The Southwest Alaska village of Newtok doesn’t intend to lose itself to erosion. Of more than two dozen threatened villages in the state, Newtok is the one farthest along in efforts to move to higher ground.
Small planes will be grounded for stretches in Seward, Dillingham and Kotzebue during President Barack Obama’s visits to those towns over the next few days, the Federal Aviation Administration announced.
Signs of the complicated security protocols underlying President Barack Obama's visit have been popping up around the state for weeks. What happens behind the scenes to pull it off?President Obama in AlaskaErica Martinson
Since the mid-20th century, Alaska and the Arctic have been warming about twice as fast as the global rate. Over the past five decades, average Alaska temperatures have increased by 3.4 degrees Fahrenheit, with the increases most pronounced in winter -- a change noticed by Native elders decades ago. EnvironmentYereth Rosen
I'll be upriver, where I've been every fall of my life, with my daughter, picking cranberries, glassing north for caribou, probably eating porcupine, and still hoping our president can see, share and experience a small part of this amazing land we call home.President Obama in AlaskaSeth Kantner
A state financial audit details questionable spending by the old Newtok Traditional Council for an evacuation center, including double billings, an unsupported advance, retroactive pay and a lump sum paid to the chief executive of a tribal nonprofit corporation.Lisa Demer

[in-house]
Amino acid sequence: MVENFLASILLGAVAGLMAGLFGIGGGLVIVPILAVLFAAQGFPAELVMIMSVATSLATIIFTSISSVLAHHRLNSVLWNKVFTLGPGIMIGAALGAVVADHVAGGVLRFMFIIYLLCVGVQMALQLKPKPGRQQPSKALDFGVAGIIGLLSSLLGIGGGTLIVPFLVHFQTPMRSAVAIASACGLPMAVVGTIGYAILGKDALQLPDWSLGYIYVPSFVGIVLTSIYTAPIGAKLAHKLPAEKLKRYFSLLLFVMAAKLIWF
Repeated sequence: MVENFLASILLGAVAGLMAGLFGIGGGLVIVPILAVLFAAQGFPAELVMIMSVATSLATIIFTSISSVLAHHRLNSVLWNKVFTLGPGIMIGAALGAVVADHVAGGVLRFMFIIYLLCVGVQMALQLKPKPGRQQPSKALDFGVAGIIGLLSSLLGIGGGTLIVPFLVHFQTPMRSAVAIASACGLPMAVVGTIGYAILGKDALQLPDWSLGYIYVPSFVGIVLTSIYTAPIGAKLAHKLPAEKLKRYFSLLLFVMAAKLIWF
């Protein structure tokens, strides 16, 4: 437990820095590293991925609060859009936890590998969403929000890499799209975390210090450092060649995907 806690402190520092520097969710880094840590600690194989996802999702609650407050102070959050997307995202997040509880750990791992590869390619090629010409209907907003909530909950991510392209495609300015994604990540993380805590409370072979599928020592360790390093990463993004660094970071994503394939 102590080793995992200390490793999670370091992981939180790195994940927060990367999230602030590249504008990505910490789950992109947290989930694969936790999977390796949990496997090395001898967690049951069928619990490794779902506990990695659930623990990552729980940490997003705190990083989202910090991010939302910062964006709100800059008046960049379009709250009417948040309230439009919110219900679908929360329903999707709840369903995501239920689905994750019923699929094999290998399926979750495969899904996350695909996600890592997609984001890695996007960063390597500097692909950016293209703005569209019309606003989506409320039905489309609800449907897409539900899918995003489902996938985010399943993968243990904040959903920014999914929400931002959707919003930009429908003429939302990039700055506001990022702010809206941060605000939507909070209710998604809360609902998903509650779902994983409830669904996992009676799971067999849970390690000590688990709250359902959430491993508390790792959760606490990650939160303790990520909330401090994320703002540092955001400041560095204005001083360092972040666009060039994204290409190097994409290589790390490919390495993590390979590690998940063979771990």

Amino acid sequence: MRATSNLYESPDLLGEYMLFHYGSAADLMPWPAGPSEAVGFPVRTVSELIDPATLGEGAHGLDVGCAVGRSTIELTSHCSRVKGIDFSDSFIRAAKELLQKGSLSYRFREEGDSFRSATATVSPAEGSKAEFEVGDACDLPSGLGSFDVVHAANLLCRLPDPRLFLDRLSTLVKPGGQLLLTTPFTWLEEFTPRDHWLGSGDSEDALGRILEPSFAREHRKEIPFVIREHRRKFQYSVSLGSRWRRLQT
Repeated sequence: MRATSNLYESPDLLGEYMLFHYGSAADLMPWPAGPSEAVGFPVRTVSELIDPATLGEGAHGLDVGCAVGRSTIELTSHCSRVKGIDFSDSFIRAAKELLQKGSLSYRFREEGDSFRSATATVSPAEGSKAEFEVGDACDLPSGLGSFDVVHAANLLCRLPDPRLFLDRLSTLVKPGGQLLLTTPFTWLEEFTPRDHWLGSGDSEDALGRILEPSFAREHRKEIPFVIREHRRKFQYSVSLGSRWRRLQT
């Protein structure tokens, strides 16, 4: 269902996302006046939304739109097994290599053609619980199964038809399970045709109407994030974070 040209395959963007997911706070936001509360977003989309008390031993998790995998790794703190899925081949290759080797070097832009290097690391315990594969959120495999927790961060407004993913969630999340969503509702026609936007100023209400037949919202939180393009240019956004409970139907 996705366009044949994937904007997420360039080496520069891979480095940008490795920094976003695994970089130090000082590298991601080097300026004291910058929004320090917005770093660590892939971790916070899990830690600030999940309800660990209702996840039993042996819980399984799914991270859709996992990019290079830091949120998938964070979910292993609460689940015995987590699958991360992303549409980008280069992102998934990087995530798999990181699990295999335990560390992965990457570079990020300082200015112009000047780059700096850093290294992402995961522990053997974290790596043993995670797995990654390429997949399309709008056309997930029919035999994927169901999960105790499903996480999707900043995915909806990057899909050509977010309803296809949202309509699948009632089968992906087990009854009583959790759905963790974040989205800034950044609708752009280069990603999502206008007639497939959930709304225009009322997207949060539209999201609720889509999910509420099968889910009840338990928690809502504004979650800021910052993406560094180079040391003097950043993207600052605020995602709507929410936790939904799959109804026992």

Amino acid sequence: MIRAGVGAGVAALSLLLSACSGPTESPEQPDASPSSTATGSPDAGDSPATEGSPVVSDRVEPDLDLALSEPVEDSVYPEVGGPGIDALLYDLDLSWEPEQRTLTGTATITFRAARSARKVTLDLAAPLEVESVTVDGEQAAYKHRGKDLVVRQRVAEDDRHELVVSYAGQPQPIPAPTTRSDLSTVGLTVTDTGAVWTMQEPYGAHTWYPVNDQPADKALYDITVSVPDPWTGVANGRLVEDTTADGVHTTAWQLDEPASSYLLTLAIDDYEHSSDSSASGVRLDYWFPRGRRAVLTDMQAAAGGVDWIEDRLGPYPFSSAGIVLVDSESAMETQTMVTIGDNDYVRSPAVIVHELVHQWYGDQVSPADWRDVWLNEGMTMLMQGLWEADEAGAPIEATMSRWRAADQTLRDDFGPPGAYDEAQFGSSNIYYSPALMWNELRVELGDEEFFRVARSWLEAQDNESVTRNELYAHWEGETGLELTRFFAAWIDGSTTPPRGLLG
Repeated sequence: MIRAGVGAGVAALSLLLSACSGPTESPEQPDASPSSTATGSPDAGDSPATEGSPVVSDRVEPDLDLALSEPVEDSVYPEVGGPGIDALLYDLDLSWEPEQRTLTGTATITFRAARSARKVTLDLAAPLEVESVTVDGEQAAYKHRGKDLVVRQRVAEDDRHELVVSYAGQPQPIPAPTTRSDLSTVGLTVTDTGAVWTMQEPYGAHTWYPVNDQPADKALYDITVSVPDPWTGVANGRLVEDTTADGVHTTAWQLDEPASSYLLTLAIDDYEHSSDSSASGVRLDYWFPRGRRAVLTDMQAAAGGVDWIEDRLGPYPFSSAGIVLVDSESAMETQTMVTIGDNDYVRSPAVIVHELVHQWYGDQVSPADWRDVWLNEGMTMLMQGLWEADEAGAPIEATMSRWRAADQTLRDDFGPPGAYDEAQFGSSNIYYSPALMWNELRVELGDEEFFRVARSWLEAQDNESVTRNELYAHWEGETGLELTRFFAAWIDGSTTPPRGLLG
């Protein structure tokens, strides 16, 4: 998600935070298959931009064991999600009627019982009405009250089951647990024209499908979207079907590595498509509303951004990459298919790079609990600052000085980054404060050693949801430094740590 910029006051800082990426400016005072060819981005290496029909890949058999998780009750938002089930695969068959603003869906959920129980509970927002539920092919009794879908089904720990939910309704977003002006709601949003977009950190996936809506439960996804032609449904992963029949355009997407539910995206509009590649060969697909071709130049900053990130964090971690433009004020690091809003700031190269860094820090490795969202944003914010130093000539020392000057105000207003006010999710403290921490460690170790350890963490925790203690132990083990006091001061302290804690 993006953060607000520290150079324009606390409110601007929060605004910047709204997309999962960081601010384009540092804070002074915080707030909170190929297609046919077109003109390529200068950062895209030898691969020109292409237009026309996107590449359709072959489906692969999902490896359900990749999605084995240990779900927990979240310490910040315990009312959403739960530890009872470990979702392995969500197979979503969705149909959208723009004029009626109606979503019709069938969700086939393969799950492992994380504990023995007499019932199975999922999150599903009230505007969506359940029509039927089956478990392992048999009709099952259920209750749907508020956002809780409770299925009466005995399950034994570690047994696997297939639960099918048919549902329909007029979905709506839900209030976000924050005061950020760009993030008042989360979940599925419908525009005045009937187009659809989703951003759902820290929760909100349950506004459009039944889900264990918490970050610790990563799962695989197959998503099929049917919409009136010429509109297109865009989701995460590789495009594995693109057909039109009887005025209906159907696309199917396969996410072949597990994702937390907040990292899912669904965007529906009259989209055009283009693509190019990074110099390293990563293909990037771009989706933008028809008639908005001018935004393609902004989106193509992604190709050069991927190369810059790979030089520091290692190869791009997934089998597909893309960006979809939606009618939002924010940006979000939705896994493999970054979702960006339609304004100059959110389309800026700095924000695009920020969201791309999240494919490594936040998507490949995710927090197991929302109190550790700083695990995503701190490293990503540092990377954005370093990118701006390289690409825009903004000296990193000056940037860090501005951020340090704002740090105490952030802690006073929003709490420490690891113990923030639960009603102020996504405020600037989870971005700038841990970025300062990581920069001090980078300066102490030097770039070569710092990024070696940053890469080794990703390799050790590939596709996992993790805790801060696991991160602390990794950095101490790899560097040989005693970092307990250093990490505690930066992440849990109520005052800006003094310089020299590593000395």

OPINION: President Obama, we hope your visit will help people who live outside Alaska understand what a warming Arctic means, and to grasp the imperative of leading us ahead with a proactive Arctic development policy.Alice Rogoff
Knights don helmets, pick up shields and put armor to the test. Fans are treated to run after run of horse and knight hurtled at one other. The object is to use the lance to land a perfect strike against the opponent’s shield.
With warming seas creating new opportunities at the top of the world, nations are scrambling over the Arctic - its territorial waters, transit routes and especially, its natural resources - in a rivalry some already call a new Cold War.Steven Lee Myers | The New York Times
Business leaders on the North Slope still fight for the outwardly conflicting positions of admitting the climate crisis while also supporting Arctic oil development. Just like President Obama. And, increasingly, like most Alaskans.Charles Wohlforth